Shade Shrubs – The Choices for Shade Gardening
Shrubs add volume to plants and flowers in the shade just as they do to those receiving direct sunlight. The development of shade-loving woody plants depends on the covered area where they are cultivated.
Shade Shrubs – The Cultivation Tips
Because plants in the shade receive little sunlight, shrubs should be planted in damp but not sopping wet soil and fertilized once a year to consistently provide nutrients. Mulching around the shrubs will also keep them moist. Shade shrubs can survive under filtered sunlight, or with less than two hours of direct sun in the afternoon. The hole for the roots should be at least two to three times bigger than the root ball but not greater than its height, to allow the roots to grow and adapt faster to the covered environment. Shade shrubs normally grow slower and produce a thinner leaf canopy than shrubs planted in sunlight-rich spots.
Shade Plants – The Selections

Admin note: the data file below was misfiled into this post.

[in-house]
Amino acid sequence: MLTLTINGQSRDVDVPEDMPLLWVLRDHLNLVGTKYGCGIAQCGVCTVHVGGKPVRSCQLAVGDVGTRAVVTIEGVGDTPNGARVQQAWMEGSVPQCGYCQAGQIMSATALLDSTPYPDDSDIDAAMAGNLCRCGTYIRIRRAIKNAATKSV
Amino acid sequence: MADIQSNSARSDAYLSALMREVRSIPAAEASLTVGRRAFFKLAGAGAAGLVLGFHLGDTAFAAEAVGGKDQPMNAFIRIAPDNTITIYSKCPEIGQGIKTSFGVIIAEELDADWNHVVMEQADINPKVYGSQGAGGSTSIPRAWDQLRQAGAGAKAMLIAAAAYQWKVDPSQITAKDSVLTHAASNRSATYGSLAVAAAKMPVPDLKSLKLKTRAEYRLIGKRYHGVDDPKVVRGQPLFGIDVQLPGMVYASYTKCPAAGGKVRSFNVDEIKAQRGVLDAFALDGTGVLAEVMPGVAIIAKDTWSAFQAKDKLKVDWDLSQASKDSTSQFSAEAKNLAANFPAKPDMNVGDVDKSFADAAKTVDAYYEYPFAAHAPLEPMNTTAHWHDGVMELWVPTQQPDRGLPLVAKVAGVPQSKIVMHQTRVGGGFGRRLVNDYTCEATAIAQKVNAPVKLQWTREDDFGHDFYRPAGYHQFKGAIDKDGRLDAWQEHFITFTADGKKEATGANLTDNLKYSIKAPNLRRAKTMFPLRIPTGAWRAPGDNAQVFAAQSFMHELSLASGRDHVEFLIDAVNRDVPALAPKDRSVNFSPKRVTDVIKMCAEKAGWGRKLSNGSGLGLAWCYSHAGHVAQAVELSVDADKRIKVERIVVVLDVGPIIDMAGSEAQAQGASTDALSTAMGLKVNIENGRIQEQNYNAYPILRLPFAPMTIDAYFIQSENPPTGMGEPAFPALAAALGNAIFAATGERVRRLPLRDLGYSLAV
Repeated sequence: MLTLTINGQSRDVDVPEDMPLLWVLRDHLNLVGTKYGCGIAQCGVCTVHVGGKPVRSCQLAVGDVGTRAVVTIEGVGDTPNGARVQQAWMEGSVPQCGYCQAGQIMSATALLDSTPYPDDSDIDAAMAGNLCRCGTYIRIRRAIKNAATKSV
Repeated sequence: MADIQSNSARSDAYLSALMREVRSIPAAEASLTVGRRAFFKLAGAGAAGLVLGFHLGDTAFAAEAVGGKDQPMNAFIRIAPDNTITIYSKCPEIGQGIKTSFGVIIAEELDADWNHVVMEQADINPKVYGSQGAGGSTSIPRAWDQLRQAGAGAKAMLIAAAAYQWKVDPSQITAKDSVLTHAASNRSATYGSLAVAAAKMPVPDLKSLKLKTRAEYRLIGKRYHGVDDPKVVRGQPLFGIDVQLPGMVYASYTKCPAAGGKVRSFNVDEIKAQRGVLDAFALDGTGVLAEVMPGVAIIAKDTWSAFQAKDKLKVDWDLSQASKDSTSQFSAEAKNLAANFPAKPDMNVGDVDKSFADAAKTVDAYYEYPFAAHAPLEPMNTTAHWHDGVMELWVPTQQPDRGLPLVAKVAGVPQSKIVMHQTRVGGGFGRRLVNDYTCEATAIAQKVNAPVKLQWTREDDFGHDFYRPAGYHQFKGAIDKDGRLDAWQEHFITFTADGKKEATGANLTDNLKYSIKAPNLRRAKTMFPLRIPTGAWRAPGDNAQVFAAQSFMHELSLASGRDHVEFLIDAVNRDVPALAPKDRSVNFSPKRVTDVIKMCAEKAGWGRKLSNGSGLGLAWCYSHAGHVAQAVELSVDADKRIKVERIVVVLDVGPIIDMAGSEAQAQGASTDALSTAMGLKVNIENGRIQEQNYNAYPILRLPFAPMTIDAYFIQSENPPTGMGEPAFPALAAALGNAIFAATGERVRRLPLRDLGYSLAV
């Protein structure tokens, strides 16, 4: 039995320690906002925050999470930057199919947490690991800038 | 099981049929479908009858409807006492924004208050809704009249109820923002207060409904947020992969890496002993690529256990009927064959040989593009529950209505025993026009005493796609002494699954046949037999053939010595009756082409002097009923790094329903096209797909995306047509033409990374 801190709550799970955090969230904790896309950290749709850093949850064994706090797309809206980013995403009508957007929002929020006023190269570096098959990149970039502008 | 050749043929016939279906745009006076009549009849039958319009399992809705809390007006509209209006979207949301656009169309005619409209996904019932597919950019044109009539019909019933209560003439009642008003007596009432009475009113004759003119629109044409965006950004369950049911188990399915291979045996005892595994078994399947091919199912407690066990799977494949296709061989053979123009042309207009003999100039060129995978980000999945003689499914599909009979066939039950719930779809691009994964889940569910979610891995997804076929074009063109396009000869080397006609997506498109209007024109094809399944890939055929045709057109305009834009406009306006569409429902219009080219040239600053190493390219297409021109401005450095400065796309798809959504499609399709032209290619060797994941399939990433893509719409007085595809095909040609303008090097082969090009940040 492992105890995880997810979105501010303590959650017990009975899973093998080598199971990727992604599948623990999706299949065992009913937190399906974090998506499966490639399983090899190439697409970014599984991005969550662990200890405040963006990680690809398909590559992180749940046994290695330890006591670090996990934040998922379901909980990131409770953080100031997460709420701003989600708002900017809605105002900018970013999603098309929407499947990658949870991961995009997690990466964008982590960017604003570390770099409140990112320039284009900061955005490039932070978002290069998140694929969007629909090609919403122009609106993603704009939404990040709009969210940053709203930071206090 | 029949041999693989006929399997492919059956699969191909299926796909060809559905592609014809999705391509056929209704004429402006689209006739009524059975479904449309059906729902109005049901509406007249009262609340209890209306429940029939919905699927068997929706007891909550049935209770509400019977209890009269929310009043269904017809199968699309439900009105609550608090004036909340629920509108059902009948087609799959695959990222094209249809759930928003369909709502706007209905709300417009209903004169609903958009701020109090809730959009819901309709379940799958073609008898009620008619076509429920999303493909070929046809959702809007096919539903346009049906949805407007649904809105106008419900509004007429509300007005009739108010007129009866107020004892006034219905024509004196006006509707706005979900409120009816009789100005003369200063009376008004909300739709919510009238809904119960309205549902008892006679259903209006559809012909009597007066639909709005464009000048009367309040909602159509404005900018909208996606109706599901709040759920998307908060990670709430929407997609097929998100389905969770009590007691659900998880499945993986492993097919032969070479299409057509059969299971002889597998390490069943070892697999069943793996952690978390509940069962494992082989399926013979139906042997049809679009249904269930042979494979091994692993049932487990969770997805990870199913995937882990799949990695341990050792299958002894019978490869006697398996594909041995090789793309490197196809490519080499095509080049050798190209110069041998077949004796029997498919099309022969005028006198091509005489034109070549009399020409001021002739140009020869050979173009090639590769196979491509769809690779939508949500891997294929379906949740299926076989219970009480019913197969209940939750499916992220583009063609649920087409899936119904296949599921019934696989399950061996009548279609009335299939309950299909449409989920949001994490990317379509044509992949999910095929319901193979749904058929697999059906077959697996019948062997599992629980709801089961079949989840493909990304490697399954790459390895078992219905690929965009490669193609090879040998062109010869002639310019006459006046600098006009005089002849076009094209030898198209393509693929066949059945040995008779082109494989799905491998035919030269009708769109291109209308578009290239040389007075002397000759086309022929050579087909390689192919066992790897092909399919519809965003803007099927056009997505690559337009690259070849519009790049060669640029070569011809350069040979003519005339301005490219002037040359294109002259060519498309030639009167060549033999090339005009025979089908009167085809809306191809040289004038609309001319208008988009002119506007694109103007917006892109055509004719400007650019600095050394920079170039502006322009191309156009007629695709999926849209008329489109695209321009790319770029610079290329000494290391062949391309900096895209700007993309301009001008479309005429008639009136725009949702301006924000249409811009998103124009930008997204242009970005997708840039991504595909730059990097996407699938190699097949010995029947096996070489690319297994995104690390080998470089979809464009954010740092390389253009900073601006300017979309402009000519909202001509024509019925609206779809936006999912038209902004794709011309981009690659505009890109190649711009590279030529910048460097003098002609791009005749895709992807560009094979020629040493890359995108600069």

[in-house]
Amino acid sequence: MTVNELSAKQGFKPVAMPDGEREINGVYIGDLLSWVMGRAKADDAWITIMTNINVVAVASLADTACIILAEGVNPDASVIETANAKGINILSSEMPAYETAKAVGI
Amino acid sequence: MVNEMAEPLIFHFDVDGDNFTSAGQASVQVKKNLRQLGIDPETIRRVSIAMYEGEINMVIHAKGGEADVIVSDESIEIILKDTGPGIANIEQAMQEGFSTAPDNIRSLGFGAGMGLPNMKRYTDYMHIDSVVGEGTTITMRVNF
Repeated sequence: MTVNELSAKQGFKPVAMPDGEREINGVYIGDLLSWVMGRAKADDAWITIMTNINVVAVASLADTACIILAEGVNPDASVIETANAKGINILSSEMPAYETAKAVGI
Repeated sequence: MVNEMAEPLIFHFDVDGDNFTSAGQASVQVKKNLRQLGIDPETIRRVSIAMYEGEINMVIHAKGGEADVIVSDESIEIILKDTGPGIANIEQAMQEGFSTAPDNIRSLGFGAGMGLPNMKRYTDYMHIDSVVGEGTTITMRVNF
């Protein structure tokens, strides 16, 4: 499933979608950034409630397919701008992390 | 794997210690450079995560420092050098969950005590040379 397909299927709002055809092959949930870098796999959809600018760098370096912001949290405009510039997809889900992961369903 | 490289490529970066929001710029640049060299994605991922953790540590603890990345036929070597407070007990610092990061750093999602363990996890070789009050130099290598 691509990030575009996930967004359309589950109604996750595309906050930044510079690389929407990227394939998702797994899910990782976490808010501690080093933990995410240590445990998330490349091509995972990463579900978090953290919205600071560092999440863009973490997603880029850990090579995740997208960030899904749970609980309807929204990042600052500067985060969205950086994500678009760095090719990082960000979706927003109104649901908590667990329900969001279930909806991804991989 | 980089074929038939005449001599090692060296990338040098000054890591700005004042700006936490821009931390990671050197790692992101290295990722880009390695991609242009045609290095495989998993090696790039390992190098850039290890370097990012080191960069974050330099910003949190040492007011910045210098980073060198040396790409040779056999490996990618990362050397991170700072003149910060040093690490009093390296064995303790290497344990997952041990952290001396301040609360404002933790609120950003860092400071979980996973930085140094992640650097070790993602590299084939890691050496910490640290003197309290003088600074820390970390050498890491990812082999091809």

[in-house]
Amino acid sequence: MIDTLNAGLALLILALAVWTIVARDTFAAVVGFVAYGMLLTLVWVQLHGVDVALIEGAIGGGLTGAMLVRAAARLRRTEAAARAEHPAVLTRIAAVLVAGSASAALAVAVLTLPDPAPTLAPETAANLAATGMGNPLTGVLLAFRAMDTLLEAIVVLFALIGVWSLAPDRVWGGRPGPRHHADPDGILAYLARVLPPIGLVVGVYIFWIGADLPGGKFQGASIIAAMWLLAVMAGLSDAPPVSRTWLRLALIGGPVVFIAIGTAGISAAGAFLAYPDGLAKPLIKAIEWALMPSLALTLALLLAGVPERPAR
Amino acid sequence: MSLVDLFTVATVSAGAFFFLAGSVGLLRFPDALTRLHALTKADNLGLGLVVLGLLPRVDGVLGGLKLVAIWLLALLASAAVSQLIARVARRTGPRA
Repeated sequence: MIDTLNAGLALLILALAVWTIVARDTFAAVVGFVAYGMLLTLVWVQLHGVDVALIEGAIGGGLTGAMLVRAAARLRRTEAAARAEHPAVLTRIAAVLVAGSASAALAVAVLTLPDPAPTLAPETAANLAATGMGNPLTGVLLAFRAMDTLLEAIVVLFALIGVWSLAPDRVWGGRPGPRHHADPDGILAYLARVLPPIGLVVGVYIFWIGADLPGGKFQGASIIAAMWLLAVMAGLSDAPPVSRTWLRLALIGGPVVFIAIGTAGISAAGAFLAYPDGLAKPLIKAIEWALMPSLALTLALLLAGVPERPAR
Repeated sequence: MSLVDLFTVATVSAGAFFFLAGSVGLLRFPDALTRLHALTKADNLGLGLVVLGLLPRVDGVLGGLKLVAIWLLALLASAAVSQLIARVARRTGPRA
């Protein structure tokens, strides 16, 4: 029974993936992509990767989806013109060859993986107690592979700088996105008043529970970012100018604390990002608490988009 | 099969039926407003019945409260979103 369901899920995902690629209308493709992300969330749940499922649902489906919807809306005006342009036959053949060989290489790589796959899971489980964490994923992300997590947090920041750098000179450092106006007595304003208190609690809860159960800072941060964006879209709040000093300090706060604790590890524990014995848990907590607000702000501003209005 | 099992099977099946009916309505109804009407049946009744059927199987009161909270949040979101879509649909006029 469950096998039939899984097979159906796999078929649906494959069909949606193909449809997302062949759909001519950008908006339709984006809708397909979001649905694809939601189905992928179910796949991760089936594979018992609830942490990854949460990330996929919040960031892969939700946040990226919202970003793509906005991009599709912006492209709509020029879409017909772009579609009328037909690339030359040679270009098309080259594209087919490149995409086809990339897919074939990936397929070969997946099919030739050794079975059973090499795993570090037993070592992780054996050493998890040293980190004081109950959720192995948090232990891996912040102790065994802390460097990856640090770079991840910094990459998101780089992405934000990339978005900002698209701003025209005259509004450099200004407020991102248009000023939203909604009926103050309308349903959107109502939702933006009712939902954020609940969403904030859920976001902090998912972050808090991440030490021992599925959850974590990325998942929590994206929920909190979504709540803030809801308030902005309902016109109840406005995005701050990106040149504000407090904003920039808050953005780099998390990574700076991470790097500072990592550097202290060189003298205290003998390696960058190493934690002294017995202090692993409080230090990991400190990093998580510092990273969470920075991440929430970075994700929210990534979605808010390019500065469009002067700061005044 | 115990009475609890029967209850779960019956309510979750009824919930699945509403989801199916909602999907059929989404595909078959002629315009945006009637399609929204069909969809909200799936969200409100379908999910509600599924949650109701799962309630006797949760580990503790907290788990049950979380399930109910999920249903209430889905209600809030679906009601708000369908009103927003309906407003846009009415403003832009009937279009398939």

Flowering plants that love the shade include different varieties of rhododendrons and azaleas. The evergreen yellow and rhododendrons provide bright hues to shaded gardens. These shade plants grow in late spring and early summer and grow to between four to six feet tall. The endless summer hydrangea blooms for six months, from early summer to early days of frost, while the encore azalea can bloom for up to three seasons and complement green foliage. Gardenias are also hardy shade plants, resistant to insects, diseases, cold snaps and infrequent maintenance. Gardeners looking for festive colors can plant bright red yuletide camellias, which bloom from September through December.
Shade Bushes – The Suggestions
Different species of Nandinas can brighten up a dark room or shady spot in the house. The fiery red leaves of Fire Power Nandina can be planted in partial or direct sunlight without affecting its red and green hues. Combining it with Harbor Belle Nandina or Heavenly Bamboo Nandina will result in an oriental landscape fit for autumn. One of the classic shade bushes widely preferred by garden enthusiasts is the Dwarf English Boxwood, which can mature into round compact shrubs and is perfect for shaping. It can be mixed with plants of any color palette and used to highlight statues, fountains and other features in a shade garden.